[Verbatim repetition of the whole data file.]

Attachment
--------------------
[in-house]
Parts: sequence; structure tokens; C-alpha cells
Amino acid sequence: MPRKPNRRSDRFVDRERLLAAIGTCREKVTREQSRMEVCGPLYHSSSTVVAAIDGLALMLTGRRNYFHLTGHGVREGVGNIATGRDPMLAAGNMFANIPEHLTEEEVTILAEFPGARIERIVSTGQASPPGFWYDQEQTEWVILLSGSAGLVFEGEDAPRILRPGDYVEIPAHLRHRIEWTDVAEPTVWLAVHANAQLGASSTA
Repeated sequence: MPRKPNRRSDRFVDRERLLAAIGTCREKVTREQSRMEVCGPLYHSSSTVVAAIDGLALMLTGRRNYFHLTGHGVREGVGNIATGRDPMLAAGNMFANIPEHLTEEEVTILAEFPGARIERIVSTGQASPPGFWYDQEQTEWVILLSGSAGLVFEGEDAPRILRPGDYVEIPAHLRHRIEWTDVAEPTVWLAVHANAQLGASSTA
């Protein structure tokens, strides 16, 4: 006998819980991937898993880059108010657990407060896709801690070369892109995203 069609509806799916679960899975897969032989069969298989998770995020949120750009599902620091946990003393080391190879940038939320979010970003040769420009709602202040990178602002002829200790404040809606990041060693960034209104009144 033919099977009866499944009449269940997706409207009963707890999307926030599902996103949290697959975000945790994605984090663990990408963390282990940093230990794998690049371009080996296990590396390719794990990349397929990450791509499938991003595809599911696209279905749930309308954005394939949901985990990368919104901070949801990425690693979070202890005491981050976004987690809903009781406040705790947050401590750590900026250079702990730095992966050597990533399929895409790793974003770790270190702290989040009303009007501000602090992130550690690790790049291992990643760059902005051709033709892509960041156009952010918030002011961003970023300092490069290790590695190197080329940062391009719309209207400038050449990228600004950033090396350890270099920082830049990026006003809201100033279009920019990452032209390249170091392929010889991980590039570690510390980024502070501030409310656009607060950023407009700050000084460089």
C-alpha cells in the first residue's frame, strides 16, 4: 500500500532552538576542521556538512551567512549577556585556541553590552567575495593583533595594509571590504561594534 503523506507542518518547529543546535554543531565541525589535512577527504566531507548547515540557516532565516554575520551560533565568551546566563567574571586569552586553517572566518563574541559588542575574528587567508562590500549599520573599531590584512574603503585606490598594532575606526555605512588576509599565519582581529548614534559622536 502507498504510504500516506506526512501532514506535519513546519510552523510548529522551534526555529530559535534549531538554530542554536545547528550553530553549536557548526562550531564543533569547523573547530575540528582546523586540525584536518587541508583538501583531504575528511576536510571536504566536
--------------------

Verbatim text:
[in-house]
Parts: sequence; structure tokens; C-alpha cells
Amino acid sequence: MPRKPNRRSDRFVDRERLLAAIGTCREKVTREQSRMEVCGPLYHSSSTVVAAIDGLALMLTGRRNYFHLTGHGVREGVGNIATGRDPMLAAGNMFANIPEHLTEEEVTILAEFPGARIERIVSTGQASPPGFWYDQEQTEWVILLSGSAGLVFEGEDAPRILRPGDYVEIPAHLRHRIEWTDVAEPTVWLAVHANAQLGASSTA
Repeated sequence: MPRKPNRRSDRFVDRERLLAAIGTCREKVTREQSRMEVCGPLYHSSSTVVAAIDGLALMLTGRRNYFHLTGHGVREGVGNIATGRDPMLAAGNMFANIPEHLTEEEVTILAEFPGARIERIVSTGQASPPGFWYDQEQTEWVILLSGSAGLVFEGEDAPRILRPGDYVEIPAHLRHRIEWTDVAEPTVWLAVHANAQLGASSTA
């Protein structure tokens, strides 16, 4: 006998819980991937898993880059108010657990407060896709801690070369892109995203 069609509806799916679960899975897969032989069969298989998770995020949120750009599902620091946990003393080391190879940038939320979010970003040769420009709602202040990178602002002829200790404040809606990041060693960034209104009144 033919099977009866499944009449269940997706409207009963707890999307926030599902996103949290697959975000945790994605984090663990990408963390282990940093230990794998690049371009080996296990590396390719794990990349397929990450791509499938991003595809599911696209279905749930309308954005394939949901985990990368919104901070949801990425690693979070202890005491981050976004987690809903009781406040705790947050401590750590900026250079702990730095992966050597990533399929895409790793974003770790270190702290989040009303009007501000602090992130550690690790790049291992990643760059902005051709033709892509960041156009952010918030002011961003970023300092490069290790590695190197080329940062391009719309209207400038050449990228600004950033090396350890270099920082830049990026006003809201100033279009920019990452032209390249170091392929010889991980590039570690510390980024502070501030409310656009607060950023407009700050000084460089």
C-alpha cells in the first residue's frame, strides 16, 4: 500500500532552538576542521556538512551567512549577556585556541553590552567575495593583533595594509571590504561594534 503523506507542518518547529543546535554543531565541525589535512577527504566531507548547515540557516532565516554575520551560533565568551546566563567574571586569552586553517572566518563574541559588542575574528587567508562590500549599520573599531590584512574603503585606490598594532575606526555605512588576509599565519582581529548614534559622536 502507498504510504500516506506526512501532514506535519513546519510552523510548529522551534526555529530559535534549531538554530542554536545547528550553530553549536557548526562550531564543533569547523573547530575540528582546523586540525584536518587541508583538501583531504575528511576536510571536504566536